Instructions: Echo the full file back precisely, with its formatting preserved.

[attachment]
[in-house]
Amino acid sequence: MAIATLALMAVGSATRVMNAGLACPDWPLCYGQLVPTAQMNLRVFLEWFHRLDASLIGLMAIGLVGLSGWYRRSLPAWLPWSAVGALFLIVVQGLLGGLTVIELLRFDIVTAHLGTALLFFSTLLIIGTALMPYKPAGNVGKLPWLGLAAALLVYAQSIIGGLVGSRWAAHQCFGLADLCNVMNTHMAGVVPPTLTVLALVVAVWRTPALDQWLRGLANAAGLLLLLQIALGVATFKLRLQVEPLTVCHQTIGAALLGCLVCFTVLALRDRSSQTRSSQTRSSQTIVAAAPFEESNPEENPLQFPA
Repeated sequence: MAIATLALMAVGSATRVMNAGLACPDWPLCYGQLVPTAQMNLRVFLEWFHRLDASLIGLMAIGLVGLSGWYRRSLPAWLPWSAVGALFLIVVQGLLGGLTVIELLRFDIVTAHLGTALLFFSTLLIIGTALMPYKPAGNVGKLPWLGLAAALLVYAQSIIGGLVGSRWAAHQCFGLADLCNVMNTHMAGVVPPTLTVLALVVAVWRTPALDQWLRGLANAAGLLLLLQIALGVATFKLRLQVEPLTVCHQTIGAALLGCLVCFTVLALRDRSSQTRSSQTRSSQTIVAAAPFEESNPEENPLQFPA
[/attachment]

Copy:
[in-house]
Amino acid sequence: MAIATLALMAVGSATRVMNAGLACPDWPLCYGQLVPTAQMNLRVFLEWFHRLDASLIGLMAIGLVGLSGWYRRSLPAWLPWSAVGALFLIVVQGLLGGLTVIELLRFDIVTAHLGTALLFFSTLLIIGTALMPYKPAGNVGKLPWLGLAAALLVYAQSIIGGLVGSRWAAHQCFGLADLCNVMNTHMAGVVPPTLTVLALVVAVWRTPALDQWLRGLANAAGLLLLLQIALGVATFKLRLQVEPLTVCHQTIGAALLGCLVCFTVLALRDRSSQTRSSQTRSSQTIVAAAPFEESNPEENPLQFPA
Repeated sequence: MAIATLALMAVGSATRVMNAGLACPDWPLCYGQLVPTAQMNLRVFLEWFHRLDASLIGLMAIGLVGLSGWYRRSLPAWLPWSAVGALFLIVVQGLLGGLTVIELLRFDIVTAHLGTALLFFSTLLIIGTALMPYKPAGNVGKLPWLGLAAALLVYAQSIIGGLVGSRWAAHQCFGLADLCNVMNTHMAGVVPPTLTVLALVVAVWRTPALDQWLRGLANAAGLLLLLQIALGVATFKLRLQVEPLTVCHQTIGAALLGCLVCFTVLALRDRSSQTRSSQTRSSQTIVAAAPFEESNPEENPLQFPA